Monday mornings are banal and pragmatic, so why not think about something mystical and mysterious for a moment, like caves? Caves are the opposite of Mondays. They're the earth's gaping maw; they eat list-checkers and task rabbits for breakfast. It's hard to take vivid photos in caves, though, because what you really want to shoot is the absence of light.
Most of us think of caves as void of light and sound, or so it seems at first to sun-minded surface beings. In truth, caves are delicate ecosystems teeming with life and natural wonders. I've seen icy stalactites, gooey stalagmites, glowworms twinkling like a night sky, gently colored waves of rocks, prehistoric wall drawings, human and animal-like formations, rushing underground streams and placid lakes in caves around the world.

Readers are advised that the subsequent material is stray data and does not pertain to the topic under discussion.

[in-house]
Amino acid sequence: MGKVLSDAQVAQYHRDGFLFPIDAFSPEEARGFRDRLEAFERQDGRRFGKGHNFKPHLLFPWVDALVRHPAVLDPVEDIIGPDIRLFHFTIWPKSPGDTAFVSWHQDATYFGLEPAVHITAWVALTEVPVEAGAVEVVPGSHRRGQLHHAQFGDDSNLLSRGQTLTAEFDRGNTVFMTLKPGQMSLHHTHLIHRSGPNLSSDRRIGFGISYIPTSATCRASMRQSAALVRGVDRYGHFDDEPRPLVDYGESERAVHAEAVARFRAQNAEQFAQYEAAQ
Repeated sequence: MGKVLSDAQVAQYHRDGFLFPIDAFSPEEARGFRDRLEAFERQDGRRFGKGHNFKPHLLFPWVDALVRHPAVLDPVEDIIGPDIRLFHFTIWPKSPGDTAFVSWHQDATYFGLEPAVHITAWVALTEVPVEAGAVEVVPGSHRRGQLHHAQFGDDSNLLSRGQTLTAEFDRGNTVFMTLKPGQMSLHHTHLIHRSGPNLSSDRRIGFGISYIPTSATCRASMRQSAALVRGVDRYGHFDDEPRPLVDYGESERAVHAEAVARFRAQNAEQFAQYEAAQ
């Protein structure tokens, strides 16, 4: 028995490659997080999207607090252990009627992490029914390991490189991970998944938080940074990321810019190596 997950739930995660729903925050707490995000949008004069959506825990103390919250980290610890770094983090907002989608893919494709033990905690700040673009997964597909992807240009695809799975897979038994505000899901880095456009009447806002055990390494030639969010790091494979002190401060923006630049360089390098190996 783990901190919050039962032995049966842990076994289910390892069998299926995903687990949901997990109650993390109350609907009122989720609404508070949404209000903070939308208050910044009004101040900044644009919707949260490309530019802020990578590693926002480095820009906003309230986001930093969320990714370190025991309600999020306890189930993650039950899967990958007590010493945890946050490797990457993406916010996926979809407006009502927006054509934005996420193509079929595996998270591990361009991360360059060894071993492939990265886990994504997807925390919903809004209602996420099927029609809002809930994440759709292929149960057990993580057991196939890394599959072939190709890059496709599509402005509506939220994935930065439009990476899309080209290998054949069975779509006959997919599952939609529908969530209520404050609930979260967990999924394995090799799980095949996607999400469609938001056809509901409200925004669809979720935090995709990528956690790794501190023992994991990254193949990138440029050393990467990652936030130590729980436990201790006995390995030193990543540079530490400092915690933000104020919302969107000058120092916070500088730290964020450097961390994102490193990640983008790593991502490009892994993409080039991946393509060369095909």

The best caves require coveralls, a helmet and a headlamp to explore, but all are worth visiting. In Gardner's Gut in New Zealand, I slithered through muddy crawl spaces on my belly and worried that my shoulders would get stuck. I rappelled down slippery walls into underground rivers as deep as my knees. Artificial lighting, stairs and pontoon bridges domesticate the experience in Crystal Caves in Bermuda, but they don't diminish the experience of admiring the cave's naturally formed straws, chandeliers and human profile (Bob Marley?) one bit. Recently, in Vatnshellir Caves in Utnesvegur, Iceland, we turned off our flashlights and experienced the rich, velvety darkness that only an underground cave can offer. Some panicked and found it disorienting; others swayed a little to regain their balance. Only in the awed silence could you hear the true music of caves: the plop, plop, plop of water drips singing in the earth's inky black innards.